Labour Day celebrations across Canada this year come at a time when organized labour is in the midst of redefining its role in the workforce as a decline in the manufacturing industry and the rise of contract and part-time workers has challenged its traditional focus.
Nelson Wiseman, director of Canadian studies at the University of Toronto, said that the significance of the holiday fails to resonate with many people outside the labour movement.
“Once upon a time, people were marching in the streets because they wanted to cut down the (workday) and a lot of people were involved in industry that was there, like manufacturing, but now it’s not the case,” says Wiseman.
“People don’t perceive that (unionized) workers are underpaid or unduly exploited, even though many of them may not be making huge amounts,” he adds. “People have more sympathy for you if you’re flipping burgers at McDonald’s.”
The principle aims of the first-wave labour movement — universal health care, welfare, the public education system — are now well-established in Canadian society. Outside of their collective bargaining obligations, Wiseman says, unions have been relegated to serving the role of watchdog.
The types of jobs new to the economy fall out of the traditional purview of unions: temporary service industry jobs and knowledge sector jobs and, in particular, the high-tech sector with a highly mobile workforce that has largely has evaded unionization.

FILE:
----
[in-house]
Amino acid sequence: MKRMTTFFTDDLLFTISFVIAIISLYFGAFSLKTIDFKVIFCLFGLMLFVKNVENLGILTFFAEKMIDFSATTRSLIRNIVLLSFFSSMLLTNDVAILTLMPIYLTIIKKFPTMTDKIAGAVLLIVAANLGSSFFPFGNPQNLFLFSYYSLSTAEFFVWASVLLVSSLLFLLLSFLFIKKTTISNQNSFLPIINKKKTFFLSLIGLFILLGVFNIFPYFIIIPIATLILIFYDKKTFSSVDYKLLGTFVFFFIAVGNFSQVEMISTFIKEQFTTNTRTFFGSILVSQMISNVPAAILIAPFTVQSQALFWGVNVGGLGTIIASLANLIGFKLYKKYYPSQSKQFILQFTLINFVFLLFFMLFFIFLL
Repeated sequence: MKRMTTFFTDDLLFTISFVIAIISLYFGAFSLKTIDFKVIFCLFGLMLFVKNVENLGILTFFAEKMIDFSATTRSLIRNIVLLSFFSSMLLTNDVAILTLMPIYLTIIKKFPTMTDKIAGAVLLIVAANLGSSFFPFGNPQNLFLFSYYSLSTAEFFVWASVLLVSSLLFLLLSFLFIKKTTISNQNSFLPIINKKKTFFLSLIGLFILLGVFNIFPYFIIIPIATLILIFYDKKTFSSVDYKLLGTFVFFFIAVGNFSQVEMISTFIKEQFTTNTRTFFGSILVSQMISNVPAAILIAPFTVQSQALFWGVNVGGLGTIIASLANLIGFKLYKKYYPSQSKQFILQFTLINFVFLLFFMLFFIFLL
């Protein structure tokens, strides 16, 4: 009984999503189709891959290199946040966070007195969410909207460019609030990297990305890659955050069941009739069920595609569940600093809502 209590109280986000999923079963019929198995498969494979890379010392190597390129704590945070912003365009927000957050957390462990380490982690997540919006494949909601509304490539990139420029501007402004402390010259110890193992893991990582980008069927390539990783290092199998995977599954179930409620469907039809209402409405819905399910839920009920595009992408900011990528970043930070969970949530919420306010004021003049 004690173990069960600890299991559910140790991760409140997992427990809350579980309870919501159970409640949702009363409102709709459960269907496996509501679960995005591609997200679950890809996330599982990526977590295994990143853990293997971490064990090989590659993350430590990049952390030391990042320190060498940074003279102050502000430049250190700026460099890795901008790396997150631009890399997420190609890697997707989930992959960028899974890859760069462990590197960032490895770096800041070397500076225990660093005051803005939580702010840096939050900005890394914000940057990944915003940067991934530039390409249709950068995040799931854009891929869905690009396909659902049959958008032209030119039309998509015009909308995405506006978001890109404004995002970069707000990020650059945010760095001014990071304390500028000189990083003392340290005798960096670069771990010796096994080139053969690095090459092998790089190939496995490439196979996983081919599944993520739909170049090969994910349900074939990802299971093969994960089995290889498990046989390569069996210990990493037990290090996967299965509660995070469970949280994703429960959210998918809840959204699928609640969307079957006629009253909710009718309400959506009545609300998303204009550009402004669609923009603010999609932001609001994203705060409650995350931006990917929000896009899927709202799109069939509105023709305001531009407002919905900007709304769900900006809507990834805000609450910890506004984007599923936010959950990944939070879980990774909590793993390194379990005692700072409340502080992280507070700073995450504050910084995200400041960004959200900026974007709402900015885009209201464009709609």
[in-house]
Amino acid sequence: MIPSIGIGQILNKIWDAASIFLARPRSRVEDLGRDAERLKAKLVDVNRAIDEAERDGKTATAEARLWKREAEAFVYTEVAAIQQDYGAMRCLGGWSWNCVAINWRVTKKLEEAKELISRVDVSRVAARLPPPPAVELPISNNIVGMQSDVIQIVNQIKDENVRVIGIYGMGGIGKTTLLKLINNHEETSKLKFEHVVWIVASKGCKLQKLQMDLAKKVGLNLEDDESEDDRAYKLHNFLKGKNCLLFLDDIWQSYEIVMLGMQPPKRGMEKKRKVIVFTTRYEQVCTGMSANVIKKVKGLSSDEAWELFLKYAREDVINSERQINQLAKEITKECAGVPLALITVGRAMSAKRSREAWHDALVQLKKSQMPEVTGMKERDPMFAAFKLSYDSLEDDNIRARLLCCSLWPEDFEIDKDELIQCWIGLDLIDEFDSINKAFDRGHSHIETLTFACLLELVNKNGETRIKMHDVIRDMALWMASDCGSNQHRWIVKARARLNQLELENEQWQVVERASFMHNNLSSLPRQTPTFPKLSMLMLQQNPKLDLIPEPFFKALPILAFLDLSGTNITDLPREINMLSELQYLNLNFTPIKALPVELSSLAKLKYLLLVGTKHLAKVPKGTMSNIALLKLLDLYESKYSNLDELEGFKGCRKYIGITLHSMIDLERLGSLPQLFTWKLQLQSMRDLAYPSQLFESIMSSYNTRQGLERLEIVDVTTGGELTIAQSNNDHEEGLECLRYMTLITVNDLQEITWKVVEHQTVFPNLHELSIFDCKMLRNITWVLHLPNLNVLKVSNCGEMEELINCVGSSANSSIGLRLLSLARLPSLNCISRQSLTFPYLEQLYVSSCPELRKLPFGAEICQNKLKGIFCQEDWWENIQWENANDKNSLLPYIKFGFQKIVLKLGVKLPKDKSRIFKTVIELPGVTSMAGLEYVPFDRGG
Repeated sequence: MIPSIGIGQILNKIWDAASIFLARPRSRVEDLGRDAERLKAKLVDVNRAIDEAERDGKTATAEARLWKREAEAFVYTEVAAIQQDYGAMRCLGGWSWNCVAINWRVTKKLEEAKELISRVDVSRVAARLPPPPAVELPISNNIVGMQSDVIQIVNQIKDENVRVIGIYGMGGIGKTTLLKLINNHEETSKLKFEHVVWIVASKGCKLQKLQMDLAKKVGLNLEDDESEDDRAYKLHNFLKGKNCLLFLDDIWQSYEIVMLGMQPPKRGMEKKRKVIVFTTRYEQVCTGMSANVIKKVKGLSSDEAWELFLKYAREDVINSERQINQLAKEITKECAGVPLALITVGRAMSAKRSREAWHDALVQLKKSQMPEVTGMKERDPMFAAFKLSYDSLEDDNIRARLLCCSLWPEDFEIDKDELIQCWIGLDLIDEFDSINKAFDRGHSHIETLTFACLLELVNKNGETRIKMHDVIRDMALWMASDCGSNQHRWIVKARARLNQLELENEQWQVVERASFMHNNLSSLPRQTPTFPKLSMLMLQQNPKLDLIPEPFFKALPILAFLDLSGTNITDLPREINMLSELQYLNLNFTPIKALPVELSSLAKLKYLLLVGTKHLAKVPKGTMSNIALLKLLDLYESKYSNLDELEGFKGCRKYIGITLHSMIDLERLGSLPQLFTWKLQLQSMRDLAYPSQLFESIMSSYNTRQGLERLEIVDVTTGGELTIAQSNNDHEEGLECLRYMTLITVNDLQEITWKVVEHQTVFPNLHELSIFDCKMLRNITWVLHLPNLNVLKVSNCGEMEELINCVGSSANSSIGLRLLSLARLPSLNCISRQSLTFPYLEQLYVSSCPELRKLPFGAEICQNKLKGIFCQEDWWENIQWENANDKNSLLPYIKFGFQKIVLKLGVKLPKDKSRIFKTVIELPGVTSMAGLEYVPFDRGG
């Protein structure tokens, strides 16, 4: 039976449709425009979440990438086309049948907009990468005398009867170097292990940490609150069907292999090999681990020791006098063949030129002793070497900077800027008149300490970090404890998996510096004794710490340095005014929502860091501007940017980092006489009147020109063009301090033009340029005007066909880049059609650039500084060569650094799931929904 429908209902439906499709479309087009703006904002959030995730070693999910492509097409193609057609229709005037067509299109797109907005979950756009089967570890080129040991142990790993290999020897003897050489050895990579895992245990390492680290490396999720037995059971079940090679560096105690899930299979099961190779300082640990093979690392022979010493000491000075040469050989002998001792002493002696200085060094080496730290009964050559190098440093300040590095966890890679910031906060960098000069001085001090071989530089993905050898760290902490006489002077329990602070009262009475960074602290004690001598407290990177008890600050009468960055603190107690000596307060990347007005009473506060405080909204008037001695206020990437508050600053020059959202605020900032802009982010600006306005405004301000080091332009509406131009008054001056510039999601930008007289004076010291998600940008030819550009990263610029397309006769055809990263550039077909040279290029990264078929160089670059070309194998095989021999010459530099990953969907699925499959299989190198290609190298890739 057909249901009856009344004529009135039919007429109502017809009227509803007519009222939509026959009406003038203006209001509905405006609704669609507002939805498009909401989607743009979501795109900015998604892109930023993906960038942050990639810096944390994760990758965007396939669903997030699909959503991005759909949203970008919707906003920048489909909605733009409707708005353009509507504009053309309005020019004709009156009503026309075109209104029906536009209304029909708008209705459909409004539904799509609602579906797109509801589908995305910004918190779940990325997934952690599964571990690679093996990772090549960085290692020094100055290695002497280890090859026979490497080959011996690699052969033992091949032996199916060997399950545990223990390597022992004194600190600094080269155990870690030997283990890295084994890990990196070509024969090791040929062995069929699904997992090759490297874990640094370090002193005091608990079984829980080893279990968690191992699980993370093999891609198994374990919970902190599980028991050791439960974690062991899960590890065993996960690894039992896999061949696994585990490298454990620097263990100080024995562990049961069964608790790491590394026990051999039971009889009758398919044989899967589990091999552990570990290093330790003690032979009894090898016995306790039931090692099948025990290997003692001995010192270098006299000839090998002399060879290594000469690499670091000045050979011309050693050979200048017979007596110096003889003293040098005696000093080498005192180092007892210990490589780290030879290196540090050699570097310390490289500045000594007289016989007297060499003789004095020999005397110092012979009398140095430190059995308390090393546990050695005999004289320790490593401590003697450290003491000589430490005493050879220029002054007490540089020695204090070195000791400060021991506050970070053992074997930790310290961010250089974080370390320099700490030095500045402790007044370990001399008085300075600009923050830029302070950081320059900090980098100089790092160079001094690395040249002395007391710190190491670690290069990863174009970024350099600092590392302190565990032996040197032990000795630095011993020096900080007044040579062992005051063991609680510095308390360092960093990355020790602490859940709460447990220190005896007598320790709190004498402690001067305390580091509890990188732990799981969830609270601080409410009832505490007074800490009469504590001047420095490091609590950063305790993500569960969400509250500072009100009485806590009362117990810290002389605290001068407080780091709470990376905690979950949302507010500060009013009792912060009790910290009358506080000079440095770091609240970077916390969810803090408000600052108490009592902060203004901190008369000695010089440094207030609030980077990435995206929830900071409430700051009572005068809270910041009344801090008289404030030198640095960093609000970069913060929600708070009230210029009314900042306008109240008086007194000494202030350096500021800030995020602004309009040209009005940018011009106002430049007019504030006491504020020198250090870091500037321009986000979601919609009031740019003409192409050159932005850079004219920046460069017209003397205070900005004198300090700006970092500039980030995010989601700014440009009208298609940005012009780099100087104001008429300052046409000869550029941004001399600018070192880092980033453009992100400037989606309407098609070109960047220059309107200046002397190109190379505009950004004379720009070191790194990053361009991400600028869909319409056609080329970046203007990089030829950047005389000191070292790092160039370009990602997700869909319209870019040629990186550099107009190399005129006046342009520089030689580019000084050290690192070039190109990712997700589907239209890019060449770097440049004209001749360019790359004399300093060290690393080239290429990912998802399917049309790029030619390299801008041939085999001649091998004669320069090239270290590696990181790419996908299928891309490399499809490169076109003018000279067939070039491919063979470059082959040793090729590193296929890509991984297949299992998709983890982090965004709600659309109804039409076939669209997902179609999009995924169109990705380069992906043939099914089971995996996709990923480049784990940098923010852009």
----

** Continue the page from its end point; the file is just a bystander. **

Economic headwinds have forced unions to re-evaluate their brand and their purpose in an economy where steady employment is precarious.
“We recognize that are there are some challenges and we have to grow the labour movement because the economy itself is not the economy of the 50s, the 60s, and the 70s,” says Hassan Yussuff, president of the Canadian Labour Congress.
“In that regard we have to orient ourselves to the new workforce,” adds Yussuff, who says that the union’s effectiveness in negotiating pensions and better wages has been tested in recent years by governments and private sector employers.
“Nevertheless, I think we have a lot to celebrate. All of those good salaries and wages that our members make are spent in their communities and contribute to a successful and growing economy.”
In its first year of existence, Unifor — formed on Labour Day weekend 2013 by the merger of the Canadian Auto Workers and the Communications, Energy and Paperworkers union — introduced new ways to bring workers from traditionally non-unionized jobs into the fold.
Notably among them, was the Canadian Freelance Union, which represents self-employed media professionals.
It’s also moved to solidify its community chapters program for unemployed former Unifor members, providing access to similar health insurance plans.
“We’ve had to do things differently as it relates to outreach,” said Unifor president Jerry Dias. “Our union very much plays a huge role in the community.”